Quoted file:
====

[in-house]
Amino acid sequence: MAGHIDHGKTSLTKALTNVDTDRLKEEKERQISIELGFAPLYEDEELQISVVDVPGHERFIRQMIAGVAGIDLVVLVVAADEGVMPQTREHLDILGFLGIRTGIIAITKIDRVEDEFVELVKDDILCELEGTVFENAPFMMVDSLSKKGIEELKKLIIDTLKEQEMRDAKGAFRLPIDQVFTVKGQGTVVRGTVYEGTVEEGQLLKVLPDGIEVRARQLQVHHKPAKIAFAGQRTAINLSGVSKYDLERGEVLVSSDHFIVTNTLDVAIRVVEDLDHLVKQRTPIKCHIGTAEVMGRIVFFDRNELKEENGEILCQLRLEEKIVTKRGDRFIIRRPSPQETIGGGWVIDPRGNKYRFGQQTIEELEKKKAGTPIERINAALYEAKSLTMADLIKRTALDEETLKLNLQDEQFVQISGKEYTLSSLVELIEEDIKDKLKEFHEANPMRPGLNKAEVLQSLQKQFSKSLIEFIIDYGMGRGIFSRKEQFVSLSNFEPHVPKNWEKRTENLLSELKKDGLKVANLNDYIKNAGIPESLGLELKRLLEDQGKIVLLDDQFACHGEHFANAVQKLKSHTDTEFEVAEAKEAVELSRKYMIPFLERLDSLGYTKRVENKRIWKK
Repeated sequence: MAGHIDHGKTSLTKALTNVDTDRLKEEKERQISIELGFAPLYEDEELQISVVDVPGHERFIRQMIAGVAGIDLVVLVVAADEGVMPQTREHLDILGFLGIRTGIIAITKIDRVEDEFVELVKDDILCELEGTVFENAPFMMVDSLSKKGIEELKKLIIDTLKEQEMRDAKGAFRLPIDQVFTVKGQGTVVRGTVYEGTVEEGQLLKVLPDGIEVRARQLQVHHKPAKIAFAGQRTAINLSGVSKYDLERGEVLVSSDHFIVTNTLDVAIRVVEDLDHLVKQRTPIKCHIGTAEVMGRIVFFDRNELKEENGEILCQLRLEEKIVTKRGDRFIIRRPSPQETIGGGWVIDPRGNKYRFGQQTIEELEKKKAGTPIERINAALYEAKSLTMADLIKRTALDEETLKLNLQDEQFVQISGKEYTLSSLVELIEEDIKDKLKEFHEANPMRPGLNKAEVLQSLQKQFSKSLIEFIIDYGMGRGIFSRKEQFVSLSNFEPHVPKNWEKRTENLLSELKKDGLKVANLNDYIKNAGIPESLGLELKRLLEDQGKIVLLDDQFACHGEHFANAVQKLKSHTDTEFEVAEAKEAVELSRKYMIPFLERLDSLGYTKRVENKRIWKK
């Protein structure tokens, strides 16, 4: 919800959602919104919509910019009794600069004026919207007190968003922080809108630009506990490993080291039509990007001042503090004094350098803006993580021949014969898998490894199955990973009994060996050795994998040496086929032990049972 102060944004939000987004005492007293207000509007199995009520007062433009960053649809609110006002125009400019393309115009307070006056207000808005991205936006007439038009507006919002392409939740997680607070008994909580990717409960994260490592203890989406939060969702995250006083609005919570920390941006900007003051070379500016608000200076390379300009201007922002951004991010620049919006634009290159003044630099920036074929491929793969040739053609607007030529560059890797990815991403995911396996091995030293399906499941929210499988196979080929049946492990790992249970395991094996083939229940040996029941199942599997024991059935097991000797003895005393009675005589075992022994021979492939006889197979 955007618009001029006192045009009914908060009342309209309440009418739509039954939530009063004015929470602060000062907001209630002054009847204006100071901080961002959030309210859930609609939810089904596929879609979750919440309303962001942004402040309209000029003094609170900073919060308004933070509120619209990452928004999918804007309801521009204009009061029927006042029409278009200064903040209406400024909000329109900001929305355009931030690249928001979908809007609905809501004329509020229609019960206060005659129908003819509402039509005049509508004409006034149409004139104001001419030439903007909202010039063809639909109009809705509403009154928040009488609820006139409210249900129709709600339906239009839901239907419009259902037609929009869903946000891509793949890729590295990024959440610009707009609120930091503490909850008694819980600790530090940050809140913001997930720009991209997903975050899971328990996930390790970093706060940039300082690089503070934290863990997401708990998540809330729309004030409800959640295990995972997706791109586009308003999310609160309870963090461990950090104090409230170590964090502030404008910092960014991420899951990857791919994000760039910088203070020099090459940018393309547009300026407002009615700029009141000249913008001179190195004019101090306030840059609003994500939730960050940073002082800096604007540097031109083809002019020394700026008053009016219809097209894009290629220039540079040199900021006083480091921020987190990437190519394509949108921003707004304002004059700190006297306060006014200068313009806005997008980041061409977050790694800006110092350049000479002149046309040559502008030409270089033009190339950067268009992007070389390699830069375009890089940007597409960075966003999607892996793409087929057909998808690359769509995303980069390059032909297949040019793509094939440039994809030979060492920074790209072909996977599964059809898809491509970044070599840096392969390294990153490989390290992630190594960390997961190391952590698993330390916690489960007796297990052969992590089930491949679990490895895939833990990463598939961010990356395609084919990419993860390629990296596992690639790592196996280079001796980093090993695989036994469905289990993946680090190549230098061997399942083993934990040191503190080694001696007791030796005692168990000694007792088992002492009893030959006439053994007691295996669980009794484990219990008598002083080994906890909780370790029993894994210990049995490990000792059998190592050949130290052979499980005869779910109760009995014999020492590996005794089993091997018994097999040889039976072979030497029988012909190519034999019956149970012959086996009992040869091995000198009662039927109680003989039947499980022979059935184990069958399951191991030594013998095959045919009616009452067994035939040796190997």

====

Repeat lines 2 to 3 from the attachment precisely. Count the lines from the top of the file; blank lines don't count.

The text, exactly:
Amino acid sequence: MAGHIDHGKTSLTKALTNVDTDRLKEEKERQISIELGFAPLYEDEELQISVVDVPGHERFIRQMIAGVAGIDLVVLVVAADEGVMPQTREHLDILGFLGIRTGIIAITKIDRVEDEFVELVKDDILCELEGTVFENAPFMMVDSLSKKGIEELKKLIIDTLKEQEMRDAKGAFRLPIDQVFTVKGQGTVVRGTVYEGTVEEGQLLKVLPDGIEVRARQLQVHHKPAKIAFAGQRTAINLSGVSKYDLERGEVLVSSDHFIVTNTLDVAIRVVEDLDHLVKQRTPIKCHIGTAEVMGRIVFFDRNELKEENGEILCQLRLEEKIVTKRGDRFIIRRPSPQETIGGGWVIDPRGNKYRFGQQTIEELEKKKAGTPIERINAALYEAKSLTMADLIKRTALDEETLKLNLQDEQFVQISGKEYTLSSLVELIEEDIKDKLKEFHEANPMRPGLNKAEVLQSLQKQFSKSLIEFIIDYGMGRGIFSRKEQFVSLSNFEPHVPKNWEKRTENLLSELKKDGLKVANLNDYIKNAGIPESLGLELKRLLEDQGKIVLLDDQFACHGEHFANAVQKLKSHTDTEFEVAEAKEAVELSRKYMIPFLERLDSLGYTKRVENKRIWKK
Repeated sequence: MAGHIDHGKTSLTKALTNVDTDRLKEEKERQISIELGFAPLYEDEELQISVVDVPGHERFIRQMIAGVAGIDLVVLVVAADEGVMPQTREHLDILGFLGIRTGIIAITKIDRVEDEFVELVKDDILCELEGTVFENAPFMMVDSLSKKGIEELKKLIIDTLKEQEMRDAKGAFRLPIDQVFTVKGQGTVVRGTVYEGTVEEGQLLKVLPDGIEVRARQLQVHHKPAKIAFAGQRTAINLSGVSKYDLERGEVLVSSDHFIVTNTLDVAIRVVEDLDHLVKQRTPIKCHIGTAEVMGRIVFFDRNELKEENGEILCQLRLEEKIVTKRGDRFIIRRPSPQETIGGGWVIDPRGNKYRFGQQTIEELEKKKAGTPIERINAALYEAKSLTMADLIKRTALDEETLKLNLQDEQFVQISGKEYTLSSLVELIEEDIKDKLKEFHEANPMRPGLNKAEVLQSLQKQFSKSLIEFIIDYGMGRGIFSRKEQFVSLSNFEPHVPKNWEKRTENLLSELKKDGLKVANLNDYIKNAGIPESLGLELKRLLEDQGKIVLLDDQFACHGEHFANAVQKLKSHTDTEFEVAEAKEAVELSRKYMIPFLERLDSLGYTKRVENKRIWKK